Vic Potter deserves the support of conservatives in the 63rd state house district.

Thursday, July 17, 2014

Phil Stinchcomb for State Representative

In the Republican primary for state representative in the 61st district, conservatives have a clear choice: Phil Stinchcomb.

The district is being vacated by Margaret O'Brien, who is running for state senate.  There are two Republican candidates: Phil Stinchcomb and Brandt Iden.  Both are Kalamazoo County Commissioners who were first elected in 2010.  However, they have different approaches to politics.

Phil Stinchcomb is a principled conservative who will vote for conservative values even when it isn't convenient.  His focus in office has been reforming the property tax system, including the way that home values are assessed.  This may not be the most glamorous issue, but it has a real impact on many homeowners.  In the process, he attracted the ire of many local government officials worried that fixing property tax assessments would threaten their budgets.

Similarly, Phil can be counted on to vote against Medicaid expansion, Common Core, gas tax increases, and corporate welfare, unlike many Republicans in Lansing.  This blog is not aware of Brandt Iden having taken positions on these issues.  Phil has higher ratings on gun rights from both the National Rifle Association and Michigan Coalition of Responsible Gun Owners.

None of this should imply that Brandt Iden is a bad guy.  But his short career in politics so far suggests that he would go along to get along, and support bad legislation if it would be politically convenient.  Iden also touts his endorsements from various business lobbies.  But while these groups support some good things, they also support all sorts of corporate welfare spending, subsidies, and tax loopholes.  Their support for Iden suggests that he is likely to do the same.

Phil Stinchcomb would be a consistent defender of the free market, right to life, gun rights, and family values.  Conservatives should give him their support on August 5.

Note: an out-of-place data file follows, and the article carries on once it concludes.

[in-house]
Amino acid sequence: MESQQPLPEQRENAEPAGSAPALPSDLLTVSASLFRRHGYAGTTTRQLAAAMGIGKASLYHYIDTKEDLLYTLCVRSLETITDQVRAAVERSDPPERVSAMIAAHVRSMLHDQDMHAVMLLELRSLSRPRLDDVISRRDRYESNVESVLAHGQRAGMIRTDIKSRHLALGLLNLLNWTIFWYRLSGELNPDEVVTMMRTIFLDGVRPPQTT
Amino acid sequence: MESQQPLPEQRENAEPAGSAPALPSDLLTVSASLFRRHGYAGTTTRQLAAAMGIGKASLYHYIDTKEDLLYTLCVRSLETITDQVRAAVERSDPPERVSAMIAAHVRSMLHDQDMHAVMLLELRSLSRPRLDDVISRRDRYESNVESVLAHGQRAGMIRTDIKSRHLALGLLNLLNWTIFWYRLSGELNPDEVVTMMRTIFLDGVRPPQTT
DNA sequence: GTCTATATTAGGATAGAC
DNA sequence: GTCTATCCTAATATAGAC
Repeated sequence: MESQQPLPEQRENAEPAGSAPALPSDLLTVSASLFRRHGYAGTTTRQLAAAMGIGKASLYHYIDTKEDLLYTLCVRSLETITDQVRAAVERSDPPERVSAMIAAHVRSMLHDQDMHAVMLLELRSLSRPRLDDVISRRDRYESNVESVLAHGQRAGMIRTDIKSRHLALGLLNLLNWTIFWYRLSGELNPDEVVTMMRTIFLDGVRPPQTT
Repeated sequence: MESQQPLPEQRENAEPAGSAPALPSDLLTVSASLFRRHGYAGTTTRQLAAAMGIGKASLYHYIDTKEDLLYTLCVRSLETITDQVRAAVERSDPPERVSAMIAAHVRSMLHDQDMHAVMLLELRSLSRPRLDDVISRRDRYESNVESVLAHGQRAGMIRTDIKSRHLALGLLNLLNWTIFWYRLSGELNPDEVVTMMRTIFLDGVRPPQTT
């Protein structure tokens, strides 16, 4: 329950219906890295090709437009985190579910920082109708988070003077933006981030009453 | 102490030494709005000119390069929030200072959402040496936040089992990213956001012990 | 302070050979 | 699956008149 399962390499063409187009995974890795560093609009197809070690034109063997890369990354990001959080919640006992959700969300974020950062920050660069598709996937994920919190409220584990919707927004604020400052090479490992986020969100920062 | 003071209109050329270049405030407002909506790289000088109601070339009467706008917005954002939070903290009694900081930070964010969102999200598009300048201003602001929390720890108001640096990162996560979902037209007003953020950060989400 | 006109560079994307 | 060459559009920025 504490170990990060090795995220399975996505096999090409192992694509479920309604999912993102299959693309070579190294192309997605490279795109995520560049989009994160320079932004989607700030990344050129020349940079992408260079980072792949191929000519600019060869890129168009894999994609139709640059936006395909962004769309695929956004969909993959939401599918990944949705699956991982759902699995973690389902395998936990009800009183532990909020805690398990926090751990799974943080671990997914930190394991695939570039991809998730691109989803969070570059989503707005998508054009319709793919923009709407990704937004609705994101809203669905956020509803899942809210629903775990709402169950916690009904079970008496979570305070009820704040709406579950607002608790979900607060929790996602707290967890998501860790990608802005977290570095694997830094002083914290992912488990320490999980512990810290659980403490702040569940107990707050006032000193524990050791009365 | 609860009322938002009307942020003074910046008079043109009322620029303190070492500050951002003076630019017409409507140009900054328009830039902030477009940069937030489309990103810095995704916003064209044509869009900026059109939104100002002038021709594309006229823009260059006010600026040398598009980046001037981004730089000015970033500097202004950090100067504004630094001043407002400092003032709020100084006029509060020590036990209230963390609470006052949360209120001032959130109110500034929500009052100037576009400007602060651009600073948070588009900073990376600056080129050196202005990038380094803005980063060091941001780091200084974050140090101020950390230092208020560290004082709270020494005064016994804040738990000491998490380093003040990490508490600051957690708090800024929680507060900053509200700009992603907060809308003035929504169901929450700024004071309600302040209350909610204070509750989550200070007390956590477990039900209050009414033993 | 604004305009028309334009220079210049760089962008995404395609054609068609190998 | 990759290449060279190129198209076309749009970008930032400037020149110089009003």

Saturday, July 12, 2014

Invading Vassar

The border crisis is coming to Michigan, as the government is shipping some of the invaders to the small town of Vassar in Tuscola County.

MI: SOUTHERN BORDER IMMIGRATION CRISIS COMES TO VASSAR
The current crisis on the southern border, involving tens of thousands of unaccompanied minors from El Salvador, Honduras, and Guatemala, has now become a concern for Michiganders who live in a rural community with less than 3000 people.

Wolverine Human Services, a social services agency which typically helps needy Michigan children, is in the process of securing a contract and negotiating with the Office of Refugee Resettlement to bring between 60- 120 male illegal immigrants, between the ages of 12-17, to the small city of Vassar without any input from residents of the community.

Mattawan Divided

Julie Mack has a long article on the alleged divide in the Mattawan School District between Kalamazoo and Van Buren counties.

Mattawan quest for new schools is partly struggle between rural working-class and affluent suburbanites

It starts with the usual wailing about how much the district needs new buildings.
Yet while Mattawan is one of the region's most affluent school districts, it arguably has among the worst facilities -- particularly the drab, half-century-old elementary school complex on Murray Street, which serves almost 2,000 students in grades K-5. The buildings are routinely described as severely overcrowded and sorely outdated.